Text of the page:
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Expanded Copyright (self-paced course)

Self-paced course for faculty and staff to learn the aspects of copyright law that affect higher education. It's intense - if you want something lighter, please go to the Intro to Copyright videos on Learnscape.

The Creative Commons

An additional kind of license is a Creative Commons license. 

These are publicly available licenses that any rightsholder can choose to put on their own work. The licenses apply to everyone, and in every jurisdiction. They have some very specific requirements and restrictions that are generally pretty lenient and easy to meet. But beyond that, anyone can use their content - copy it, share it, create derivative works, and share those derivative works - for free and without having to get a license.

The Creative Commons was invented by some copyright lawyers back in the 1990s to help society cope with the strictness of copyright in the Internet era. It doesn't interfere with copyright law at all, but allows people to donate their works for free public use. It is not the same as public domain, because there is no legally enforceable way to put your works into the public domain. But it is the closest thing possible.

 

There are multiple Creative Commons licences, and each one has a different combination of permissions and restrictions. Here are the different options for permission or restriction, which can be recombined:

CC BY = Attribution = "Others can copy, distribute, display, perform, and remix your work if they credit your name as requested by you." CC ND = No Derivative Works = "Others can copy, distribute, display, or perform verbatim copies of your work." CC SA = Share Alike = "Others can distribute your work only under a license identical to the one you have chosen for your work." CC NC = Non-commercial = "Others can copy, distribute, display, perform, or remix your work but for non-commercial purposes only."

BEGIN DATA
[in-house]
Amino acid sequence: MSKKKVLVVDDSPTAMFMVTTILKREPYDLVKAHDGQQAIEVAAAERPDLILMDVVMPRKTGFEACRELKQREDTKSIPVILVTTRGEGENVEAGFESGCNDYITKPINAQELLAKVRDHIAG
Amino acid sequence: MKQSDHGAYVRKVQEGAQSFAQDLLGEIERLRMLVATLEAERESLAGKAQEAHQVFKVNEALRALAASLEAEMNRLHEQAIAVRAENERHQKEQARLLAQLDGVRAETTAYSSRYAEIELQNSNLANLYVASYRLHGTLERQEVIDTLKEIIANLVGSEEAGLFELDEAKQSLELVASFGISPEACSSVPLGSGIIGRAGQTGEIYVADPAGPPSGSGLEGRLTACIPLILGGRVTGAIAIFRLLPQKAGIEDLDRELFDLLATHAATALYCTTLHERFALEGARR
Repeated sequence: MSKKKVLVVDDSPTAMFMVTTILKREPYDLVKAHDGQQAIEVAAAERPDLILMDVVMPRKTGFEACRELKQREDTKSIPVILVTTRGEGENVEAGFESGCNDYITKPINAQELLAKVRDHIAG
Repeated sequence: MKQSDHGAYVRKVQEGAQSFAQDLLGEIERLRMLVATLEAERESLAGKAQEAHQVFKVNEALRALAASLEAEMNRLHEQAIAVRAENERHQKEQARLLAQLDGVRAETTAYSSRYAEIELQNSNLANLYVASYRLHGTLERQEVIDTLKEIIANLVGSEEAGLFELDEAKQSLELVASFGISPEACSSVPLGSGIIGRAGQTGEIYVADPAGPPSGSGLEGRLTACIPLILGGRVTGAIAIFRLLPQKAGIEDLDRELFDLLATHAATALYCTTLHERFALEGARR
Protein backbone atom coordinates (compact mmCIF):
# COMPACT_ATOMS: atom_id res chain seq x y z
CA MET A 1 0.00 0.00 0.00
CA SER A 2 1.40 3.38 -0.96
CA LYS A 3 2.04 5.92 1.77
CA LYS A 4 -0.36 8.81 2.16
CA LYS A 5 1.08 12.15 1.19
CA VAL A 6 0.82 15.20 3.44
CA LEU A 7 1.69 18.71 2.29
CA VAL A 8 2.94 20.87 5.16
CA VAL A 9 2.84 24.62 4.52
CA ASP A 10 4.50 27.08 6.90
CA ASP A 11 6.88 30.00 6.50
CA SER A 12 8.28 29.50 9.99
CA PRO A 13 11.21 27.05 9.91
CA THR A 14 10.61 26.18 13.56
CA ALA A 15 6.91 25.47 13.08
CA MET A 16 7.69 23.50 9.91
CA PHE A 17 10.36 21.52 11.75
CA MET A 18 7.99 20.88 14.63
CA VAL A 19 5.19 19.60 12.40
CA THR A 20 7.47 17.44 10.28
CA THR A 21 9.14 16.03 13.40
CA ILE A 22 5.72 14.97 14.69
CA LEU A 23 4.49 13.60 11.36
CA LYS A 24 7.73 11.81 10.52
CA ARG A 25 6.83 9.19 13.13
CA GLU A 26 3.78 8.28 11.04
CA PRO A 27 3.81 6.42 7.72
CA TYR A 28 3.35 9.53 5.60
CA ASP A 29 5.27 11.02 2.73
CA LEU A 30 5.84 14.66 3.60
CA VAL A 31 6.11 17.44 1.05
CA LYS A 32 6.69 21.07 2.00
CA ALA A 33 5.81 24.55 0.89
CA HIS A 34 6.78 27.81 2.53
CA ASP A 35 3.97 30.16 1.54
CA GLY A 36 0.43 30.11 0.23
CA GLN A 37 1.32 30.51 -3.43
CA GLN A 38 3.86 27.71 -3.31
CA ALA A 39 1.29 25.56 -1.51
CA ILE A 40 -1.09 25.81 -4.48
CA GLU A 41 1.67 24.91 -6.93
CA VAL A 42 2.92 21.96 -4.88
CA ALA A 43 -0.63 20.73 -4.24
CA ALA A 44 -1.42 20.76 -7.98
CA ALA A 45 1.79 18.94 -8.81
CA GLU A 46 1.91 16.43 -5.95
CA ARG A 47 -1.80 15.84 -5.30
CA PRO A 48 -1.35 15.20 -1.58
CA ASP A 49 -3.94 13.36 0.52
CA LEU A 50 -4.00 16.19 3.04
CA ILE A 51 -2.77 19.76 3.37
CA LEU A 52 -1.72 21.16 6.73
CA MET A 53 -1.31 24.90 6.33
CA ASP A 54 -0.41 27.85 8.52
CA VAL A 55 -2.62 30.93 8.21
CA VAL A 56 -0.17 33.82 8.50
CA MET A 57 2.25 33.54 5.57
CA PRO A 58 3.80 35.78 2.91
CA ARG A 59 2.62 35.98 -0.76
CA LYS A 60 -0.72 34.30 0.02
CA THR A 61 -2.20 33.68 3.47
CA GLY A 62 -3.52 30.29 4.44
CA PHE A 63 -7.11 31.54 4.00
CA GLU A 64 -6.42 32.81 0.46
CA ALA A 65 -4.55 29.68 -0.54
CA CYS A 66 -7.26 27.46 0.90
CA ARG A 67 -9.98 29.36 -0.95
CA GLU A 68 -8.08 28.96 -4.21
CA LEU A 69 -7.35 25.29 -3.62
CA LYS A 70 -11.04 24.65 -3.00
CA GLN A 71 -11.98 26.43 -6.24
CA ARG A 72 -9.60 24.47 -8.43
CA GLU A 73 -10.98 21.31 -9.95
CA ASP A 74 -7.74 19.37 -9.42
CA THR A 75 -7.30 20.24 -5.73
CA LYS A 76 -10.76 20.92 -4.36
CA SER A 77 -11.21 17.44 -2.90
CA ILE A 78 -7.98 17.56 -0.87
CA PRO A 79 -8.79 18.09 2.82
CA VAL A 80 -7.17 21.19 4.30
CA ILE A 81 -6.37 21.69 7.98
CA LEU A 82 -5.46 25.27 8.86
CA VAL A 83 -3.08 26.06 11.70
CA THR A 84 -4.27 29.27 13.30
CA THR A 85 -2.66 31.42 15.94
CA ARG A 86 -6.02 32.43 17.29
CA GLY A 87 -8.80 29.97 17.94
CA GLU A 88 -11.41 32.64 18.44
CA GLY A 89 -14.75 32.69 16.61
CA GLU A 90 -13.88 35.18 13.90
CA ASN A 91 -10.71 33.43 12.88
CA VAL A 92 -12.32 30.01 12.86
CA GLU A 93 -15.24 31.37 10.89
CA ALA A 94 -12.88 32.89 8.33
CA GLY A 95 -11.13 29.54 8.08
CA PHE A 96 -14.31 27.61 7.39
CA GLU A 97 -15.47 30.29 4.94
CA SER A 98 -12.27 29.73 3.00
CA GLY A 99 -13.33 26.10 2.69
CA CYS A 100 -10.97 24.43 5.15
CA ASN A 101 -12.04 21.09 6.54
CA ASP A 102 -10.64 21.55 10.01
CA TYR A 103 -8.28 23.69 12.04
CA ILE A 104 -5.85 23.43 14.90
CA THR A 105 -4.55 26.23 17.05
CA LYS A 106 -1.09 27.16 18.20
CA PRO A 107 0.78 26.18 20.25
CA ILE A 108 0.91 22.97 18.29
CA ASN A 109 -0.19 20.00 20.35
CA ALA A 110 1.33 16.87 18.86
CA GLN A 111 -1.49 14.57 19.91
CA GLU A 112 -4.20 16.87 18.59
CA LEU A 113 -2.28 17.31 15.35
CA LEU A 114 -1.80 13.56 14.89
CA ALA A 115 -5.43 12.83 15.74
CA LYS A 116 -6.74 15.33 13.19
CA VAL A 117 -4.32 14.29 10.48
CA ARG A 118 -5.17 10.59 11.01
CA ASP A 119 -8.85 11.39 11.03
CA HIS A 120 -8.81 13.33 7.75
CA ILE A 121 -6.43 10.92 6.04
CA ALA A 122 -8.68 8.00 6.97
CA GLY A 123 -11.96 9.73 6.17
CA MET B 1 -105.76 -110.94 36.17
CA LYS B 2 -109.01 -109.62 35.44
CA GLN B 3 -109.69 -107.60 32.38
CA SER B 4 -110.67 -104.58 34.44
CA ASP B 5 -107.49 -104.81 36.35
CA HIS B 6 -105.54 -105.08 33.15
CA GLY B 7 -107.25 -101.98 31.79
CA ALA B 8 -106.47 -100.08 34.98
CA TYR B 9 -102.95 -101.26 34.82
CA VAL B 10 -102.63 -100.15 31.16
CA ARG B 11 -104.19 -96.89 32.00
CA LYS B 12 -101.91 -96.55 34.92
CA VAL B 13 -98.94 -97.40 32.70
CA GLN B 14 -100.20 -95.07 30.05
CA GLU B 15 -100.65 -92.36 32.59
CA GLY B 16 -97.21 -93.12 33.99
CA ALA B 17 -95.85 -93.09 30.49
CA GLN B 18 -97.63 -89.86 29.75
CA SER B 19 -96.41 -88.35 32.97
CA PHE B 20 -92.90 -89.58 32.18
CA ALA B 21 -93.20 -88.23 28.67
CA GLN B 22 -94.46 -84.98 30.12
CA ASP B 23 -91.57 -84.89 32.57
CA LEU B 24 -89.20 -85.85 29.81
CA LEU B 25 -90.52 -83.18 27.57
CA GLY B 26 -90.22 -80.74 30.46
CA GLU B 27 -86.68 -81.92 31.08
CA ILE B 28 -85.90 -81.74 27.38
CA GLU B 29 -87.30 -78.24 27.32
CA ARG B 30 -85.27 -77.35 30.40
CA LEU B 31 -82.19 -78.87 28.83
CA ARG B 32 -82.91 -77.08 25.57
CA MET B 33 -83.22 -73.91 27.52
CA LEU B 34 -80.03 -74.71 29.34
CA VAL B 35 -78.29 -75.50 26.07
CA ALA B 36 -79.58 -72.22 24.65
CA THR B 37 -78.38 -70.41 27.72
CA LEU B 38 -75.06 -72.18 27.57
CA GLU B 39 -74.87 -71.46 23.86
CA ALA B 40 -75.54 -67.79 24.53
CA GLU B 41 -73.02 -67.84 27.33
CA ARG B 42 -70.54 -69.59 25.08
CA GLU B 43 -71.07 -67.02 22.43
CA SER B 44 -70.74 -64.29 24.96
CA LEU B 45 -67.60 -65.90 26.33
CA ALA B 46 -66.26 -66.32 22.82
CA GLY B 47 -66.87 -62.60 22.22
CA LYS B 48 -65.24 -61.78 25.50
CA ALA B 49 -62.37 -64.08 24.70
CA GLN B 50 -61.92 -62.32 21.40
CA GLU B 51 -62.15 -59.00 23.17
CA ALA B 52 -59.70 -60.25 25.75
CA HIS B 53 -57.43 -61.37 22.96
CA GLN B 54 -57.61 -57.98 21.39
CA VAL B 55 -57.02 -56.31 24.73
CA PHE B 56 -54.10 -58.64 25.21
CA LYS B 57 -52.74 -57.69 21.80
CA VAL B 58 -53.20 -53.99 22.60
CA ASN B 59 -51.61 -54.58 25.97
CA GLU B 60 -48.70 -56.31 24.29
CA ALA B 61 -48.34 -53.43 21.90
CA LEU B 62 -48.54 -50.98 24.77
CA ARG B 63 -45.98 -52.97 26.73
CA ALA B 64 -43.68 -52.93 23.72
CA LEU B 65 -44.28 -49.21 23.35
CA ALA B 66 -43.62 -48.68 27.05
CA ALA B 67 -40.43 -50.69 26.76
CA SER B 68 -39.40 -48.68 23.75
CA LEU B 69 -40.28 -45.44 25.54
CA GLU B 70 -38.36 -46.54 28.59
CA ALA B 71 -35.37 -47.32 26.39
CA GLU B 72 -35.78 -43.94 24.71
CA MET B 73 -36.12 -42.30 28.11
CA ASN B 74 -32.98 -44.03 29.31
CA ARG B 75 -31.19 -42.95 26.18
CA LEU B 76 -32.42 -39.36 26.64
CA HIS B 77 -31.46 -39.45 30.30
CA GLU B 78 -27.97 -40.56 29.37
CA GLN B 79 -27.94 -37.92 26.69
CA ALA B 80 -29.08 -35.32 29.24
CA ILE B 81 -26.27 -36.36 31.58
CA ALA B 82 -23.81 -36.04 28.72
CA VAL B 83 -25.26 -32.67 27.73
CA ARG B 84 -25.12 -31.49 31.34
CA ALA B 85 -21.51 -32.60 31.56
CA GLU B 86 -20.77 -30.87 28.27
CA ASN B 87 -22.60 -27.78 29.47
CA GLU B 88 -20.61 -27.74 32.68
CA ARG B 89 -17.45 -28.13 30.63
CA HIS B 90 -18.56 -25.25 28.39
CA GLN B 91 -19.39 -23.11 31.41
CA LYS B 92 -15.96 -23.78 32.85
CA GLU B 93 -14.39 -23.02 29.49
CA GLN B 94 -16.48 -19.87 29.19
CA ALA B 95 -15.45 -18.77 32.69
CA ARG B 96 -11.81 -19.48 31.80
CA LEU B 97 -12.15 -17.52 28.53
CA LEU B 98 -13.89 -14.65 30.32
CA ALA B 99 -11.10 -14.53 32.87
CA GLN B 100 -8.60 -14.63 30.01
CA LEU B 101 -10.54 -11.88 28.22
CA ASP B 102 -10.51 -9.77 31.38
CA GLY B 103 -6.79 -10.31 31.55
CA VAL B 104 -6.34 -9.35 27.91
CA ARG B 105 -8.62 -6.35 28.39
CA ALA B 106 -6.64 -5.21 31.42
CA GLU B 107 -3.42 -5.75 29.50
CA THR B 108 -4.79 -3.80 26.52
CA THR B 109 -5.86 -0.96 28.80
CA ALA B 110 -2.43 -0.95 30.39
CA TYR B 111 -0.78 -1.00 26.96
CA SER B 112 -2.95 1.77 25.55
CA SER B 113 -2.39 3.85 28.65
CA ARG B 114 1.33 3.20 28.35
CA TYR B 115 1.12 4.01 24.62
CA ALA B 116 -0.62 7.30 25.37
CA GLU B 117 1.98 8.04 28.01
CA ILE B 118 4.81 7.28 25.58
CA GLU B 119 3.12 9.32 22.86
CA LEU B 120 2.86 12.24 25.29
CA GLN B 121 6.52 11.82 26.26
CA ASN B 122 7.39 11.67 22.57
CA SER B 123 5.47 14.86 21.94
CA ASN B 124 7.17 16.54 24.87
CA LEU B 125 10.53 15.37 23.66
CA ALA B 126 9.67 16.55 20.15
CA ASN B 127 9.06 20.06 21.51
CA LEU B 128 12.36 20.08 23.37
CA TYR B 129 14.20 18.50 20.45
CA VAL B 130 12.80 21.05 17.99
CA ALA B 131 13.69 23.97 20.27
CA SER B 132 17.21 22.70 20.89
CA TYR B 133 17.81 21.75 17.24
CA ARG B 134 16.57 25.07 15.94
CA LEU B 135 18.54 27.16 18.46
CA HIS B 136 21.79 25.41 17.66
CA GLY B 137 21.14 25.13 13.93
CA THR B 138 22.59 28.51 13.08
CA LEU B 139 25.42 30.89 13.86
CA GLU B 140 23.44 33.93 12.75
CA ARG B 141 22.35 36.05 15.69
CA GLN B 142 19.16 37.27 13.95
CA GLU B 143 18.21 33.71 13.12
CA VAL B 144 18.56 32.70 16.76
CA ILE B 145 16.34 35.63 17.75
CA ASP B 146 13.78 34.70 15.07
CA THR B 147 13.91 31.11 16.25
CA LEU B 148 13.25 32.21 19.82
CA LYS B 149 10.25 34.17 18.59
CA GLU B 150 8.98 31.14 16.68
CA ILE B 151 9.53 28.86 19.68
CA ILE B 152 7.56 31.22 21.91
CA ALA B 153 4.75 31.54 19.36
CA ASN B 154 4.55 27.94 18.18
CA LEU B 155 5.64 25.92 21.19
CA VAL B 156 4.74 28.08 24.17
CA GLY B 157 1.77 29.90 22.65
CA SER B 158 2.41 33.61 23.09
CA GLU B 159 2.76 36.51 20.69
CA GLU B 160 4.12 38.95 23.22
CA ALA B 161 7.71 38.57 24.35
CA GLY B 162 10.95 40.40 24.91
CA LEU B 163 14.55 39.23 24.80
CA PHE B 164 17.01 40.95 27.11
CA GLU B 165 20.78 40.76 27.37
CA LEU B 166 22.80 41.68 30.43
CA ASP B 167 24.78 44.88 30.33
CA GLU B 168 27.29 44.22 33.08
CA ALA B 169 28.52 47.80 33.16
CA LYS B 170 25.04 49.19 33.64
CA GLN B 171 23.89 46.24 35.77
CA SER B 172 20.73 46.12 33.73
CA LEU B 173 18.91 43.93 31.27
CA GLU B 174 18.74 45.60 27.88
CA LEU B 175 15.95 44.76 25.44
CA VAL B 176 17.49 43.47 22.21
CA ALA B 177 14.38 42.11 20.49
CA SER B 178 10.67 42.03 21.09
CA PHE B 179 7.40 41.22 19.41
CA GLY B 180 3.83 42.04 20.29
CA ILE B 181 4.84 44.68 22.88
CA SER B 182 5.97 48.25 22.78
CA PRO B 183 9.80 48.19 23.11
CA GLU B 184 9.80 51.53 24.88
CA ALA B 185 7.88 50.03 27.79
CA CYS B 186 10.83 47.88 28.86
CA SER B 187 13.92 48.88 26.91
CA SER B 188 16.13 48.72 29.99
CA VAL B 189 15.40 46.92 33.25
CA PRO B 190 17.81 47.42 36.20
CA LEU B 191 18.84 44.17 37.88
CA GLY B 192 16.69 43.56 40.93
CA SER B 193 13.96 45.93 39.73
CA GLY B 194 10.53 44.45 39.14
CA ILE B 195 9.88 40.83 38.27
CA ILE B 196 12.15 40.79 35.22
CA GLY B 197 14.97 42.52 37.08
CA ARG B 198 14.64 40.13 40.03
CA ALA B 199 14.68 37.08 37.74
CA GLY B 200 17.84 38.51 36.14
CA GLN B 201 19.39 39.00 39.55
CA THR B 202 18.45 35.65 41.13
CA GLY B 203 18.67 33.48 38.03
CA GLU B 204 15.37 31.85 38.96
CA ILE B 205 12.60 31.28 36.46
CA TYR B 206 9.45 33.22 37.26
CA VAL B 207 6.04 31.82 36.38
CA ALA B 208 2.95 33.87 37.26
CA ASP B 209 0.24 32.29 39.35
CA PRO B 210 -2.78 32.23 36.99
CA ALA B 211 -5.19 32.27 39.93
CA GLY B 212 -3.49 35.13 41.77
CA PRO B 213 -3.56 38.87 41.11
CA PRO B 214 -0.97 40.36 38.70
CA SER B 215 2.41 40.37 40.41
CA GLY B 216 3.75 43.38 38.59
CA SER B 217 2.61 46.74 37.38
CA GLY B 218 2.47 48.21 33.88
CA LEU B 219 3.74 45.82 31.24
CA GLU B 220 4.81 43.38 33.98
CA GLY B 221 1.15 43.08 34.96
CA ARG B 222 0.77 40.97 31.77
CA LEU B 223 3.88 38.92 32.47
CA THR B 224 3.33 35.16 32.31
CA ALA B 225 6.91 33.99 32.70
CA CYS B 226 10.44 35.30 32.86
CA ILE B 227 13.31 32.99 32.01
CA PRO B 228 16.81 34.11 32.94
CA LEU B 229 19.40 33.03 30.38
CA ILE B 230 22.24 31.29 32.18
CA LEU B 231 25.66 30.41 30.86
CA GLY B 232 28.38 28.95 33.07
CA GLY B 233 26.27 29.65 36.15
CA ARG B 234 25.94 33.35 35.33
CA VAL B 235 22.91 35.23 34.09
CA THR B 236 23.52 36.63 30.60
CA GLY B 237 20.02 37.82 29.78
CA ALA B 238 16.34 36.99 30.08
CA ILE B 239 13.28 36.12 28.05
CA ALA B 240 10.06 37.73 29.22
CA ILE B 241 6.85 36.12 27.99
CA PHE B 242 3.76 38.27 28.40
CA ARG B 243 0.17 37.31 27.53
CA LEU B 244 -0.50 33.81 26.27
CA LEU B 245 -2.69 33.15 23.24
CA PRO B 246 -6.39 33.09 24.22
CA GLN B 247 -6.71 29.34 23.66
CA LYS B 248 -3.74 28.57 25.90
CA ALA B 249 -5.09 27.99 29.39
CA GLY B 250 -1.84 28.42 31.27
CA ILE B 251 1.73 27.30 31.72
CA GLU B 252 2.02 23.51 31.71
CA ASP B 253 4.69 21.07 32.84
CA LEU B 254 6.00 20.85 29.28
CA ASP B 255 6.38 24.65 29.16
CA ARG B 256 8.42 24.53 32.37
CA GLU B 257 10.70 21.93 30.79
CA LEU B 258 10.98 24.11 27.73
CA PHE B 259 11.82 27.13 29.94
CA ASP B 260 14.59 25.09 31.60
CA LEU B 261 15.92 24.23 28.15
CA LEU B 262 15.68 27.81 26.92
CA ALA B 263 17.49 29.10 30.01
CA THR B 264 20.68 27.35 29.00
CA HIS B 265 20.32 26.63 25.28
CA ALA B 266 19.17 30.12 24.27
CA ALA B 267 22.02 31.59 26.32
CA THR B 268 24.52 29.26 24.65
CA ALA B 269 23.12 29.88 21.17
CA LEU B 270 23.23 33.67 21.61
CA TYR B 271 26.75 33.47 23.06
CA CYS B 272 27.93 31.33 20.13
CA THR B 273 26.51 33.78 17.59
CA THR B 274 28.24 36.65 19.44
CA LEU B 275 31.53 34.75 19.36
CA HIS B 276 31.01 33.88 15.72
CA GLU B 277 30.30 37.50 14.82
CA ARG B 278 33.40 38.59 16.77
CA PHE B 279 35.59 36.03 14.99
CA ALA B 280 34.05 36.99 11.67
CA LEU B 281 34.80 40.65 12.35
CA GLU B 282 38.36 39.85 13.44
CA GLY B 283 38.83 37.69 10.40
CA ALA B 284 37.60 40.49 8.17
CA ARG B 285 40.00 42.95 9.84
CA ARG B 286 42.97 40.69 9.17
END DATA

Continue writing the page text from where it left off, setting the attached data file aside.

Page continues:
You can have many combinations of BY, NC, ND and SA. 

What this means is that when you want to create a work that incorporates a Creative Commons work, you have to make sure that the license you want to put on your work is going to be compatible with the license of the work you are incorporating. 

  • If you want to remix, you cannot use works under a No Derivative Works license. 
  • If you have a commercial or for-profit purpose, you cannot use works under a Non-Commercial license
  • If you do not want to put your work under a Share Alike license, you cannot use works under a Share Alike license.
  • There's a misconception that Share Alike works can't be used behind a password. They can - that is just one copy that is behind a password. The important thing is that other people are still allowed to use the work without permission or royalties!

It gets more complicated when you want to create a work that incorporates two or more Creative Commons works. You will be restricted to the permissions of the most restrictive license. 

This Creative Commons License Compatibility Chart is a simple visual way to understand license remixing, and it's also a great quick reference.

Just remember that if you are using Creative Commons licensed works, you absolutely have to follow the terms of the license to the letter, or else you void the license and then you're infringing on copyright. 

Attribution is generally where people get hung up. 

How To Attribute

It is extremely important to give proper attribution, and there is one authority on how and where to do that: the Creative Commons website itself!